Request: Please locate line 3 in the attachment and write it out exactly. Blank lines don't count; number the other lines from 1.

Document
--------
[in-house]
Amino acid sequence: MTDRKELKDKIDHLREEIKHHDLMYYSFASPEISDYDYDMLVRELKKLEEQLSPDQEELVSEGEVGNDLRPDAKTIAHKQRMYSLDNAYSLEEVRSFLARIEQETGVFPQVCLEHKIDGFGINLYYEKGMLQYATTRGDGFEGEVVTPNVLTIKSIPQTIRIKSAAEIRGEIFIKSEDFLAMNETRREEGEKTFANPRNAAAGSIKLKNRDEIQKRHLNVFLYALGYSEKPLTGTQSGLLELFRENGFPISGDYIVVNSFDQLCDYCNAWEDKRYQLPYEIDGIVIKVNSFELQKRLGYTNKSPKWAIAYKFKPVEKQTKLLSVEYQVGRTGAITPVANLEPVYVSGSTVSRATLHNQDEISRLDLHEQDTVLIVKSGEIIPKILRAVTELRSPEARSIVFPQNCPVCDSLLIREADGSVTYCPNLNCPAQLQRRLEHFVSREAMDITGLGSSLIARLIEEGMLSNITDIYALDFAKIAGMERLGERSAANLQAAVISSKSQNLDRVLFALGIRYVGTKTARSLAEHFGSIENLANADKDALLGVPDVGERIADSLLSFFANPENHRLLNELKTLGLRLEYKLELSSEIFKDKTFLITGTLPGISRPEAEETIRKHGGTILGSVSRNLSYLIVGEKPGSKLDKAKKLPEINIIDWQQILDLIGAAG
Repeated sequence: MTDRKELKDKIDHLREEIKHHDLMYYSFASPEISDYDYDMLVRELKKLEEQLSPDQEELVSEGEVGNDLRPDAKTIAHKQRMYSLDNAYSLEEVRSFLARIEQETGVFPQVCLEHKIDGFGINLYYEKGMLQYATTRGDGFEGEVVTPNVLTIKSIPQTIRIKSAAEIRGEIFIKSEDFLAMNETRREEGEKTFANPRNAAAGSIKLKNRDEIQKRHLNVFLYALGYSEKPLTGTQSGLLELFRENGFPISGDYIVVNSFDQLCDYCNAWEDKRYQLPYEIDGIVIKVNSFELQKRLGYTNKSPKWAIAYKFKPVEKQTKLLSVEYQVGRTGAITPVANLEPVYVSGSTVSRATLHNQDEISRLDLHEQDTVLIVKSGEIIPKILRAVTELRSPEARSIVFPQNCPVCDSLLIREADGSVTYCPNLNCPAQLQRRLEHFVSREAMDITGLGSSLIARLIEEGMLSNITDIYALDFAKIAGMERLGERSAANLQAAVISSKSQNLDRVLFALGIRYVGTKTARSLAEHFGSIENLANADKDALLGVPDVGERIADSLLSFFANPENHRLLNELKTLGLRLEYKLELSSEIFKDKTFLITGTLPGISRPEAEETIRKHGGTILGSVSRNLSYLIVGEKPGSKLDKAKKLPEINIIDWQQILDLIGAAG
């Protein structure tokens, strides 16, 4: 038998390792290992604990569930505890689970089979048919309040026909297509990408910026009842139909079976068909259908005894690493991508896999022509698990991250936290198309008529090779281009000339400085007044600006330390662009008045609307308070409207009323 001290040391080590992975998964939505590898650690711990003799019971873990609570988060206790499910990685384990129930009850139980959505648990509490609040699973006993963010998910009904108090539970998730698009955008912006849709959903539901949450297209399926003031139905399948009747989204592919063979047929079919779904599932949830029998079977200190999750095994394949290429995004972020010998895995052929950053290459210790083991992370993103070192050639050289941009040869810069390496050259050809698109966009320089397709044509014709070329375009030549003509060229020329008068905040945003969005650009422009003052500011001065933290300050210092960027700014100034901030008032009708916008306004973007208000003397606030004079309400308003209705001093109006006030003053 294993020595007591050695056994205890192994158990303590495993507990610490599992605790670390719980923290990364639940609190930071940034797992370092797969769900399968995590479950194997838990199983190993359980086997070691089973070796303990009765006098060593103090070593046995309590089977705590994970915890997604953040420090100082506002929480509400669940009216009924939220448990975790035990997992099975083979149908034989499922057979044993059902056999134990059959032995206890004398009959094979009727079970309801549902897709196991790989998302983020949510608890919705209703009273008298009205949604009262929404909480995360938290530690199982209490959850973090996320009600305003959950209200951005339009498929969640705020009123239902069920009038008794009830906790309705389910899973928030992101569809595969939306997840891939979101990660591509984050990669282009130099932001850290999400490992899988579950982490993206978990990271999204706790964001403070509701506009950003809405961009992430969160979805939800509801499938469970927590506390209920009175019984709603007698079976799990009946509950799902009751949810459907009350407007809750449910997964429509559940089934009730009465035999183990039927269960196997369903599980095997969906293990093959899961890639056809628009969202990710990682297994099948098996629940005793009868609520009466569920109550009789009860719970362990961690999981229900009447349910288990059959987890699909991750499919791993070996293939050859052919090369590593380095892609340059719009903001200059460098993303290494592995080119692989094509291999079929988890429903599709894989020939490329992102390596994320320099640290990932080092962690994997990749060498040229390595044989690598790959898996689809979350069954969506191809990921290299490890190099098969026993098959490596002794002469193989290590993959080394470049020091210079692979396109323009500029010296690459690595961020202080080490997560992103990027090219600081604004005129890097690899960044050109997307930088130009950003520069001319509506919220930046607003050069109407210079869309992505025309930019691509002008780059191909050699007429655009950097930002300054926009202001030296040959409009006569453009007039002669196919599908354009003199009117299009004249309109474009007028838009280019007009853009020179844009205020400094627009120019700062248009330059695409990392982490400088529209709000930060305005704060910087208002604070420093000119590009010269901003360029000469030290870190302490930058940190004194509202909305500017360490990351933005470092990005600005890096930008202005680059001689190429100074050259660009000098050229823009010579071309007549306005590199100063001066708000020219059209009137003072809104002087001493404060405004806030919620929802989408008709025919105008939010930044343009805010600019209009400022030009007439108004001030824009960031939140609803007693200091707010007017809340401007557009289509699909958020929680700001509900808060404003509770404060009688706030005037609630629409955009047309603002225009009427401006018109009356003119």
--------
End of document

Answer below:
Repeated sequence: MTDRKELKDKIDHLREEIKHHDLMYYSFASPEISDYDYDMLVRELKKLEEQLSPDQEELVSEGEVGNDLRPDAKTIAHKQRMYSLDNAYSLEEVRSFLARIEQETGVFPQVCLEHKIDGFGINLYYEKGMLQYATTRGDGFEGEVVTPNVLTIKSIPQTIRIKSAAEIRGEIFIKSEDFLAMNETRREEGEKTFANPRNAAAGSIKLKNRDEIQKRHLNVFLYALGYSEKPLTGTQSGLLELFRENGFPISGDYIVVNSFDQLCDYCNAWEDKRYQLPYEIDGIVIKVNSFELQKRLGYTNKSPKWAIAYKFKPVEKQTKLLSVEYQVGRTGAITPVANLEPVYVSGSTVSRATLHNQDEISRLDLHEQDTVLIVKSGEIIPKILRAVTELRSPEARSIVFPQNCPVCDSLLIREADGSVTYCPNLNCPAQLQRRLEHFVSREAMDITGLGSSLIARLIEEGMLSNITDIYALDFAKIAGMERLGERSAANLQAAVISSKSQNLDRVLFALGIRYVGTKTARSLAEHFGSIENLANADKDALLGVPDVGERIADSLLSFFANPENHRLLNELKTLGLRLEYKLELSSEIFKDKTFLITGTLPGISRPEAEETIRKHGGTILGSVSRNLSYLIVGEKPGSKLDKAKKLPEINIIDWQQILDLIGAAG